Virginia State University scientists studying health benefits of ginger
Researchers at Virginia State University are expanding their study on the health benefits of ginger in combating obesity and other chronic diseases with a $600,000 grant from the USDA National Institute of Food and Agriculture.
The grant was recently awarded to Dr. Rafat Siddiqui, project director and scientist at the Agricultural Research Station at VSU. “We are grateful for the funding which will help expand on our initial research that shows that certain micronutrients and antioxidants in ginger have important health benefits for fighting diseases,” Siddiqui said. “Our early findings showed that “baby ginger” that is locally grown and harvested while young has two to three times more anti-oxidation activity than mature ginger found in most grocery stores. The more antioxidants mean the higher the health benefits.”
Obesity is a growing problem in the United States, and according to the Centers for Disease Control, 42.4% of U.S. adults from age 20 to over 60 were considered obese in a 2017-2018 study. Obesity also puts people at risk for other diseases, and places them at higher risk of having negative outcomes from the COVID-19 virus.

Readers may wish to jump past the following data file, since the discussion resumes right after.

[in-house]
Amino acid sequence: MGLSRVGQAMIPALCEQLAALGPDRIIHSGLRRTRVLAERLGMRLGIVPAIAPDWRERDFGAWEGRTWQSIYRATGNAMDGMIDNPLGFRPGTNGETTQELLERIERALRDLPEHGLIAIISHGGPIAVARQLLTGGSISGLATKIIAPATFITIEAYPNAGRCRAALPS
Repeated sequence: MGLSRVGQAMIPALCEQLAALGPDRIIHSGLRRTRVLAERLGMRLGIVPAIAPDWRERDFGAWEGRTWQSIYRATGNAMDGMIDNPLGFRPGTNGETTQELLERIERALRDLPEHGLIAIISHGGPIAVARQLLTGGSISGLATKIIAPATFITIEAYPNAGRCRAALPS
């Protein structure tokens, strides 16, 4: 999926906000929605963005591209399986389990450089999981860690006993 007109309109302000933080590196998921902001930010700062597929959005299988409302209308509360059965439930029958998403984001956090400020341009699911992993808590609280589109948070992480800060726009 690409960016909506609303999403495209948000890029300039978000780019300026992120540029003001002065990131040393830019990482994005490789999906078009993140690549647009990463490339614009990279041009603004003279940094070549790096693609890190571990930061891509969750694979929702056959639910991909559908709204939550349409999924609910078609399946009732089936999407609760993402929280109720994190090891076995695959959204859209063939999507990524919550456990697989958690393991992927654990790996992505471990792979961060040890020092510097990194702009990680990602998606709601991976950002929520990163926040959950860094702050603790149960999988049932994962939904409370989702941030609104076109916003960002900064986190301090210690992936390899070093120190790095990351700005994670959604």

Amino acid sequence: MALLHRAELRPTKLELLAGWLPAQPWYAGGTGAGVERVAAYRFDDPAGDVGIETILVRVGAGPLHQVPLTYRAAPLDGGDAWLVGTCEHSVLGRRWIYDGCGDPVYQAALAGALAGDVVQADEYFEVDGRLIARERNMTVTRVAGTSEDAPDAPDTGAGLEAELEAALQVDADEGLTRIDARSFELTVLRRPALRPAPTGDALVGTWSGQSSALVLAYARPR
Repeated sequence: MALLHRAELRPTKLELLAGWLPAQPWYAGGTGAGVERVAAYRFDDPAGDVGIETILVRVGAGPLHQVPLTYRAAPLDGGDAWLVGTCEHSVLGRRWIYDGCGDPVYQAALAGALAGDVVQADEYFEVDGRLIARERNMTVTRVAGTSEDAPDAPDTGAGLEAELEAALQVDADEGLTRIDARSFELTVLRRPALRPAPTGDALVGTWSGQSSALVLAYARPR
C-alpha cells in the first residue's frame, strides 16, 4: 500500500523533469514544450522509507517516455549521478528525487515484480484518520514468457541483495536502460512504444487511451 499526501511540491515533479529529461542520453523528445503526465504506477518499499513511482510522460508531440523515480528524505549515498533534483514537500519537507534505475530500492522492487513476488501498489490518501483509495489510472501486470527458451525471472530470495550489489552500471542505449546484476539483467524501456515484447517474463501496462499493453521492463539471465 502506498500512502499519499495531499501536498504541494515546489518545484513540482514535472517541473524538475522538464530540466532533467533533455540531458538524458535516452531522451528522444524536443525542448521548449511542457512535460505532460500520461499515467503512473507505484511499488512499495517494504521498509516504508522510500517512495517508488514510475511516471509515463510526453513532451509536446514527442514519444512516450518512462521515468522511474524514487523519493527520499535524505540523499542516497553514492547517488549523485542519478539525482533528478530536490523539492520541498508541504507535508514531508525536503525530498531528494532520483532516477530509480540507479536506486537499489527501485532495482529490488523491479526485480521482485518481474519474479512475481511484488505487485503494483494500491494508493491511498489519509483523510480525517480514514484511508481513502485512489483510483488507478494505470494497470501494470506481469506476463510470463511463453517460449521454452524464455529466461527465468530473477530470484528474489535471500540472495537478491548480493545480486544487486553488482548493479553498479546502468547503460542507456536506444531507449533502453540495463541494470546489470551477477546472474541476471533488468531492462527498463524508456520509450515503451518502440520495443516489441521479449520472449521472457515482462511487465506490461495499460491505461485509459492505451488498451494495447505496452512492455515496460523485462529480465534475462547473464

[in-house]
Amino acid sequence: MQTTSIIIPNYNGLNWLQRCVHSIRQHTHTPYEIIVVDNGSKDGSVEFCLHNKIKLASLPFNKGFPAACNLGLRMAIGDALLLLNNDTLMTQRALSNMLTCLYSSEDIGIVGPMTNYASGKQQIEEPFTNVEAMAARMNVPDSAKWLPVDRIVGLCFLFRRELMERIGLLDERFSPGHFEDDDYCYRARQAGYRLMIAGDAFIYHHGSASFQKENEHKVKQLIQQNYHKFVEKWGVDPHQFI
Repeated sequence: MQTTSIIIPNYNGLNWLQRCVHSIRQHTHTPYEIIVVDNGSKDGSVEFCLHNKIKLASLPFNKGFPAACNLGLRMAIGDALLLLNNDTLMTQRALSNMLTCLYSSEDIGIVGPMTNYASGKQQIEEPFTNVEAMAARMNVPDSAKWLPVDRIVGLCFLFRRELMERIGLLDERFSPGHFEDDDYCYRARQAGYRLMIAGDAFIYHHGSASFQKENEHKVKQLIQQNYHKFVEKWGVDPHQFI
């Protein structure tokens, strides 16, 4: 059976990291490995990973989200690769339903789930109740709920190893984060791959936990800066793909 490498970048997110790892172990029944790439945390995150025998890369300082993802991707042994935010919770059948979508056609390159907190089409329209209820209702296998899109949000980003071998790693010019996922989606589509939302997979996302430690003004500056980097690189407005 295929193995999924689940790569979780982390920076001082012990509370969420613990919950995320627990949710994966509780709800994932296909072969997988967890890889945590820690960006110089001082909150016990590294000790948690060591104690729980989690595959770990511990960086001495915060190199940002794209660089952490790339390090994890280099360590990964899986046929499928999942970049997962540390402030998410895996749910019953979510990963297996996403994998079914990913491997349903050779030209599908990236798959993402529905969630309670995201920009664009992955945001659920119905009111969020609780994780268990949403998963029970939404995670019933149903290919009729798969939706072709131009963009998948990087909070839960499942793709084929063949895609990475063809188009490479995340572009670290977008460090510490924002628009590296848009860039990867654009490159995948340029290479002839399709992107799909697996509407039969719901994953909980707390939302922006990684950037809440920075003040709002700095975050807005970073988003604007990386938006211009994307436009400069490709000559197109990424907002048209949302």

“Our study will serve as an innovative model with a translational approach that links farm production and laboratory research in order to benefit farmers, healthcare workers and consumers,” Siddiqui said.
The funding will help VSU researchers build capacity to explore what varieties of ginger have the most medicinal benefits and how Virginia farmers can cultivate this potentially profitable, niche crop. Scientific data from the study will provide evidence-based information about the health benefits of ginger to farmers, healthcare workers and consumers.
The study addresses two key NIFA priority areas identified in the 2018 Farm Bill: “human health, obesity as it relates to nutrition and human sciences” as well as “Rural communities for the 21st century,” an effort to expand opportunities for small businesses and small farms.
Siddiqui will collaborate on the project with Dr. Reza Rafie, horticulture Cooperative Extension specialist, and Dr. Theresa Nartea, marketing and agribusiness Cooperative Extension specialist, at Virginia State University and also with Dr. Victoria Volkis, natural science associate professor, at the University at Maryland-Eastern Shore.
The three-year study begins this month and runs through March 2024.